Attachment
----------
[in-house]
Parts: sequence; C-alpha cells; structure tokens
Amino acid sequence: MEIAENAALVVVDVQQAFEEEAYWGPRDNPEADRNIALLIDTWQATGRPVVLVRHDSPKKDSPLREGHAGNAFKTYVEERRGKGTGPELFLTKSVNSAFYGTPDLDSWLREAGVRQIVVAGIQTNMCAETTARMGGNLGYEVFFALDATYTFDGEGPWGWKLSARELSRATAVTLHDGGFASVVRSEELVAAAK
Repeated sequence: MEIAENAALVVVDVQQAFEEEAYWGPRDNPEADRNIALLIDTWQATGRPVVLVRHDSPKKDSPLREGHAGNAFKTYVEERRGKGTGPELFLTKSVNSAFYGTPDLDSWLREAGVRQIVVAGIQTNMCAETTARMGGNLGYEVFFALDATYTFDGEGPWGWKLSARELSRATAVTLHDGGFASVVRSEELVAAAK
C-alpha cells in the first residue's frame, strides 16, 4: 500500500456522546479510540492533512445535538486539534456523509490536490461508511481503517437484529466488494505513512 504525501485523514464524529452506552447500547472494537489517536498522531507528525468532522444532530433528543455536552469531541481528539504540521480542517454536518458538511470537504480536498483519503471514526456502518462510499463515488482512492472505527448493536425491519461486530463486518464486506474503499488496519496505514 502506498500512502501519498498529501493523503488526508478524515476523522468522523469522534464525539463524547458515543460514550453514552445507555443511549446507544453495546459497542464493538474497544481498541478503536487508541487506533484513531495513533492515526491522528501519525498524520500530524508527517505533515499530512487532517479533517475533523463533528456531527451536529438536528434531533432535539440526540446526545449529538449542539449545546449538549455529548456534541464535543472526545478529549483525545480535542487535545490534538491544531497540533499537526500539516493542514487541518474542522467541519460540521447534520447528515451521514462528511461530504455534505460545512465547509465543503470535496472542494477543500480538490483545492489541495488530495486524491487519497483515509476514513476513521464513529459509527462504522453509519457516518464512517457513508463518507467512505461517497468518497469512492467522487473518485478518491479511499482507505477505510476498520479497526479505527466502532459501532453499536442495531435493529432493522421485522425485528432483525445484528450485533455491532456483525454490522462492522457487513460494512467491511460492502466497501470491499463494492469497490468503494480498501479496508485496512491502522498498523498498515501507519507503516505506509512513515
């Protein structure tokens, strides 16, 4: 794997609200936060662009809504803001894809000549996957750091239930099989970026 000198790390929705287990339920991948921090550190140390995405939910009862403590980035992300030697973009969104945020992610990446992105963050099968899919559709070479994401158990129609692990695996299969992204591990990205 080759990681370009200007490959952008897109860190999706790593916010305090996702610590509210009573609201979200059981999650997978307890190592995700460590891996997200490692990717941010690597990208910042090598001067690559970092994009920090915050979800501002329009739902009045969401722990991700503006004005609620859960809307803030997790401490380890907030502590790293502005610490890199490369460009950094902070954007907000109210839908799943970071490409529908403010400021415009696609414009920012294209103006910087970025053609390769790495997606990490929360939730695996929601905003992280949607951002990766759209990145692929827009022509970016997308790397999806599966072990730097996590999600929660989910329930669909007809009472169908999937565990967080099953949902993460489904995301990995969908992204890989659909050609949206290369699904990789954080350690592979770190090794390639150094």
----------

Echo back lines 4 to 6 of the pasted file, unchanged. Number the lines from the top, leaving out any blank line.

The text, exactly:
Repeated sequence: MEIAENAALVVVDVQQAFEEEAYWGPRDNPEADRNIALLIDTWQATGRPVVLVRHDSPKKDSPLREGHAGNAFKTYVEERRGKGTGPELFLTKSVNSAFYGTPDLDSWLREAGVRQIVVAGIQTNMCAETTARMGGNLGYEVFFALDATYTFDGEGPWGWKLSARELSRATAVTLHDGGFASVVRSEELVAAAK
C-alpha cells in the first residue's frame, strides 16, 4: 500500500456522546479510540492533512445535538486539534456523509490536490461508511481503517437484529466488494505513512 504525501485523514464524529452506552447500547472494537489517536498522531507528525468532522444532530433528543455536552469531541481528539504540521480542517454536518458538511470537504480536498483519503471514526456502518462510499463515488482512492472505527448493536425491519461486530463486518464486506474503499488496519496505514 502506498500512502501519498498529501493523503488526508478524515476523522468522523469522534464525539463524547458515543460514550453514552445507555443511549446507544453495546459497542464493538474497544481498541478503536487508541487506533484513531495513533492515526491522528501519525498524520500530524508527517505533515499530512487532517479533517475533523463533528456531527451536529438536528434531533432535539440526540446526545449529538449542539449545546449538549455529548456534541464535543472526545478529549483525545480535542487535545490534538491544531497540533499537526500539516493542514487541518474542522467541519460540521447534520447528515451521514462528511461530504455534505460545512465547509465543503470535496472542494477543500480538490483545492489541495488530495486524491487519497483515509476514513476513521464513529459509527462504522453509519457516518464512517457513508463518507467512505461517497468518497469512492467522487473518485478518491479511499482507505477505510476498520479497526479505527466502532459501532453499536442495531435493529432493522421485522425485528432483525445484528450485533455491532456483525454490522462492522457487513460494512467491511460492502466497501470491499463494492469497490468503494480498501479496508485496512491502522498498523498498515501507519507503516505506509512513515
């Protein structure tokens, strides 16, 4: 794997609200936060662009809504803001894809000549996957750091239930099989970026 000198790390929705287990339920991948921090550190140390995405939910009862403590980035992300030697973009969104945020992610990446992105963050099968899919559709070479994401158990129609692990695996299969992204591990990205 080759990681370009200007490959952008897109860190999706790593916010305090996702610590509210009573609201979200059981999650997978307890190592995700460590891996997200490692990717941010690597990208910042090598001067690559970092994009920090915050979800501002329009739902009045969401722990991700503006004005609620859960809307803030997790401490380890907030502590790293502005610490890199490369460009950094902070954007907000109210839908799943970071490409529908403010400021415009696609414009920012294209103006910087970025053609390769790495997606990490929360939730695996929601905003992280949607951002990766759209990145692929827009022509970016997308790397999806599966072990730097996590999600929660989910329930669909007809009472169908999937565990967080099953949902993460489904995301990995969908992204890989659909050609949206290369699904990789954080350690592979770190090794390639150094």